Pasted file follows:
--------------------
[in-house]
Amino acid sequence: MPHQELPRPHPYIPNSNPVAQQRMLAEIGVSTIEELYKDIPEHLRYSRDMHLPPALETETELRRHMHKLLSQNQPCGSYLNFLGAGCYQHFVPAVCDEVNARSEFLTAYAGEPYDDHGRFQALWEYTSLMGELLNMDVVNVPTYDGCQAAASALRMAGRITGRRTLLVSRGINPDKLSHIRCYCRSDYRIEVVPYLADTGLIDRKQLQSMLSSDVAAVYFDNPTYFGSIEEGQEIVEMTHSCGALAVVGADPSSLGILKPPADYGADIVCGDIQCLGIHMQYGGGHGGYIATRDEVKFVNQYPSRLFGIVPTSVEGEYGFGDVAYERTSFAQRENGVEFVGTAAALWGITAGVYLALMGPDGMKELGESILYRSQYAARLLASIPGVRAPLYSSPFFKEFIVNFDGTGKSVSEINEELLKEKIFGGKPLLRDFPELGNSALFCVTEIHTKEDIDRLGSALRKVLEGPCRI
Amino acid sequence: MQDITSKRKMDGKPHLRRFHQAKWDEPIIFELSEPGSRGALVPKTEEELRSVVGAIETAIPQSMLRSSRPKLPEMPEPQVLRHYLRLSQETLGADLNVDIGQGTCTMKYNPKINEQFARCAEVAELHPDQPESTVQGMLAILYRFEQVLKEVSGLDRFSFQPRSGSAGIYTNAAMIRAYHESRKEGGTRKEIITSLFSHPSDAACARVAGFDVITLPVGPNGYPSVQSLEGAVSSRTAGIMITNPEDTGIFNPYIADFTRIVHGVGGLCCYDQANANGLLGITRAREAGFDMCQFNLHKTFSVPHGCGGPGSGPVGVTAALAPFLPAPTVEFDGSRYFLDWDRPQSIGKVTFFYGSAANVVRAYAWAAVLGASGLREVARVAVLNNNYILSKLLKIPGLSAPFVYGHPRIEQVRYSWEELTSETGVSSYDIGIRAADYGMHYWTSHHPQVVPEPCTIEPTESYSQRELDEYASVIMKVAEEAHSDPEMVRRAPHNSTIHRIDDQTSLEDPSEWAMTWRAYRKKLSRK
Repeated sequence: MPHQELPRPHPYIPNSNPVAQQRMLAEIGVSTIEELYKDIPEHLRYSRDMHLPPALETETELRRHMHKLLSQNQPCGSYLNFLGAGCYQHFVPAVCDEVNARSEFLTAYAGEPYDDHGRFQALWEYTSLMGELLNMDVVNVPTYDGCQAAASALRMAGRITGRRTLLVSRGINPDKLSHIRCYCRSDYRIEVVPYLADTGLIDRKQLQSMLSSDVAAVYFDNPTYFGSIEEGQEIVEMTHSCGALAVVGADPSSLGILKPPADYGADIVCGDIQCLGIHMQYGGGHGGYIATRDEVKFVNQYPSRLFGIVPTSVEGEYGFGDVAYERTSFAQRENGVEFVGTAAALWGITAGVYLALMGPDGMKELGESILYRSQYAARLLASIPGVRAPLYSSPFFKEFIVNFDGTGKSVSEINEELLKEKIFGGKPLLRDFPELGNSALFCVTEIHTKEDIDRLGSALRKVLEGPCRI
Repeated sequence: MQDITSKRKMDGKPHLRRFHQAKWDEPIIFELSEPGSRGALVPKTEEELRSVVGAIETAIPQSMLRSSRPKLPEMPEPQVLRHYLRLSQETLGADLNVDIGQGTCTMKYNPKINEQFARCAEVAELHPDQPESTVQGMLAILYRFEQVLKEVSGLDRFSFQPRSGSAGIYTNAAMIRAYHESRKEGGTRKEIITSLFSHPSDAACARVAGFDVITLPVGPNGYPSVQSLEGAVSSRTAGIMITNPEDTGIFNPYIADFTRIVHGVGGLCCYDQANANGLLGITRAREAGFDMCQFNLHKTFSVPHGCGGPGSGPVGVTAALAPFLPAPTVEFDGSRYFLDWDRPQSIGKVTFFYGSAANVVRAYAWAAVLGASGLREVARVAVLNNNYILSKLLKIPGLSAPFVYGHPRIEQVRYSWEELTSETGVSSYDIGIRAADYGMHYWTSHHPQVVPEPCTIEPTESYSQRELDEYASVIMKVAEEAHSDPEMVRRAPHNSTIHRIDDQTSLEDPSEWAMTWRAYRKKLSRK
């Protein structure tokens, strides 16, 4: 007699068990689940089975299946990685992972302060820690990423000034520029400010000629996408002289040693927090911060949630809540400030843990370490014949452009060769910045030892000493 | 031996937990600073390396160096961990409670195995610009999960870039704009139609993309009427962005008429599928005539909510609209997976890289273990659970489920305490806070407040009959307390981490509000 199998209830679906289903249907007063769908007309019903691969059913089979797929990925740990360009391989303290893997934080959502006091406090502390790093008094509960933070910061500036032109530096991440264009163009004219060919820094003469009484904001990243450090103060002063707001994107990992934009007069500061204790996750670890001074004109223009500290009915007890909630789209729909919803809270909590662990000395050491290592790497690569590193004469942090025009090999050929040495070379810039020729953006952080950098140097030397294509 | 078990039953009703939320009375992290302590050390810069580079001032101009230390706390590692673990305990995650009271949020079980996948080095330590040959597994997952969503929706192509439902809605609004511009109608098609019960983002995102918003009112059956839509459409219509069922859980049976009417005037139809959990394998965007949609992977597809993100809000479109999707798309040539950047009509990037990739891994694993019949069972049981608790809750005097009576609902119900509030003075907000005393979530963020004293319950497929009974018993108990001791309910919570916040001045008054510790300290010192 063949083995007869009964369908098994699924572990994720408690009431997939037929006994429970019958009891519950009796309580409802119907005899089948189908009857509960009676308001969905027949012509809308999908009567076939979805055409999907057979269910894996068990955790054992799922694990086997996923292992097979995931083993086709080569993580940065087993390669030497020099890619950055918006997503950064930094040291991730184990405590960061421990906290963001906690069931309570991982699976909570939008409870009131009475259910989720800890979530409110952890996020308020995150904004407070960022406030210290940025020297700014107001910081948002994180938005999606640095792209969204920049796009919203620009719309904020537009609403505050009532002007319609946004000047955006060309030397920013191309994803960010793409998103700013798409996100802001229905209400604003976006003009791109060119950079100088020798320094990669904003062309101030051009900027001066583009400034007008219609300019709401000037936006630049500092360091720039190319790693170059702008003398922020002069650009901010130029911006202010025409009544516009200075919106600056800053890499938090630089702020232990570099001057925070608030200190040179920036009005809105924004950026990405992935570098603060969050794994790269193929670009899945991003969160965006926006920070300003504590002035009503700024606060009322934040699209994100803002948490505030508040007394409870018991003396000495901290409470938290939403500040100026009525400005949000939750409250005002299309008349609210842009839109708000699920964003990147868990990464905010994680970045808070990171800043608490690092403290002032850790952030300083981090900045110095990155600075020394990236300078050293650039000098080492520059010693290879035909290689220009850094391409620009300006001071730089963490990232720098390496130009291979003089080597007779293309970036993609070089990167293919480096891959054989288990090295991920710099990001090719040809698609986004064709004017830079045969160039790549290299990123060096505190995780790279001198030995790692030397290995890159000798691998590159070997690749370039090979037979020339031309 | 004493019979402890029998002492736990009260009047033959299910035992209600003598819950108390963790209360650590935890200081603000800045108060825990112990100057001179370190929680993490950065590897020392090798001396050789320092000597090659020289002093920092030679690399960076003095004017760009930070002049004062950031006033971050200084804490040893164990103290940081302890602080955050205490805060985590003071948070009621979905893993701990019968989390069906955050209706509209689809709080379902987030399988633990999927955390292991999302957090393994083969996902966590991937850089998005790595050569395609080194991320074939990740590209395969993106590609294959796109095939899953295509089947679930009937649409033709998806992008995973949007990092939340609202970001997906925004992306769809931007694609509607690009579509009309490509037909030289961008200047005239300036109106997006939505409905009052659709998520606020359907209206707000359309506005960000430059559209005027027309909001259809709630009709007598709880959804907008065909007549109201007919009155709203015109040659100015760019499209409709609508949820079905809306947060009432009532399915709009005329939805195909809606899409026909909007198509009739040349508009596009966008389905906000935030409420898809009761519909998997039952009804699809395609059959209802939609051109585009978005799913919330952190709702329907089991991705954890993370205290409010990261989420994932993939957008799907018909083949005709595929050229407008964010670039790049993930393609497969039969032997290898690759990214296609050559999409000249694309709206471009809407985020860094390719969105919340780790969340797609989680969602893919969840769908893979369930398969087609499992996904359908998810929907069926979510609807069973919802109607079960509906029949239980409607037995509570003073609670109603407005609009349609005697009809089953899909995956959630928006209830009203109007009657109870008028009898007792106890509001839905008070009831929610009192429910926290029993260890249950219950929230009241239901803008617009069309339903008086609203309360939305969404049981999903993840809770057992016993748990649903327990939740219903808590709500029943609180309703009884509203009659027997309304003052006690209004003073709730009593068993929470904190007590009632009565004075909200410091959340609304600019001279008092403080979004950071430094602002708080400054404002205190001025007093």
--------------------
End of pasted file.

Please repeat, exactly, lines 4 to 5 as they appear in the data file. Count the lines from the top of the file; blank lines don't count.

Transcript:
Repeated sequence: MPHQELPRPHPYIPNSNPVAQQRMLAEIGVSTIEELYKDIPEHLRYSRDMHLPPALETETELRRHMHKLLSQNQPCGSYLNFLGAGCYQHFVPAVCDEVNARSEFLTAYAGEPYDDHGRFQALWEYTSLMGELLNMDVVNVPTYDGCQAAASALRMAGRITGRRTLLVSRGINPDKLSHIRCYCRSDYRIEVVPYLADTGLIDRKQLQSMLSSDVAAVYFDNPTYFGSIEEGQEIVEMTHSCGALAVVGADPSSLGILKPPADYGADIVCGDIQCLGIHMQYGGGHGGYIATRDEVKFVNQYPSRLFGIVPTSVEGEYGFGDVAYERTSFAQRENGVEFVGTAAALWGITAGVYLALMGPDGMKELGESILYRSQYAARLLASIPGVRAPLYSSPFFKEFIVNFDGTGKSVSEINEELLKEKIFGGKPLLRDFPELGNSALFCVTEIHTKEDIDRLGSALRKVLEGPCRI
Repeated sequence: MQDITSKRKMDGKPHLRRFHQAKWDEPIIFELSEPGSRGALVPKTEEELRSVVGAIETAIPQSMLRSSRPKLPEMPEPQVLRHYLRLSQETLGADLNVDIGQGTCTMKYNPKINEQFARCAEVAELHPDQPESTVQGMLAILYRFEQVLKEVSGLDRFSFQPRSGSAGIYTNAAMIRAYHESRKEGGTRKEIITSLFSHPSDAACARVAGFDVITLPVGPNGYPSVQSLEGAVSSRTAGIMITNPEDTGIFNPYIADFTRIVHGVGGLCCYDQANANGLLGITRAREAGFDMCQFNLHKTFSVPHGCGGPGSGPVGVTAALAPFLPAPTVEFDGSRYFLDWDRPQSIGKVTFFYGSAANVVRAYAWAAVLGASGLREVARVAVLNNNYILSKLLKIPGLSAPFVYGHPRIEQVRYSWEELTSETGVSSYDIGIRAADYGMHYWTSHHPQVVPEPCTIEPTESYSQRELDEYASVIMKVAEEAHSDPEMVRRAPHNSTIHRIDDQTSLEDPSEWAMTWRAYRKKLSRK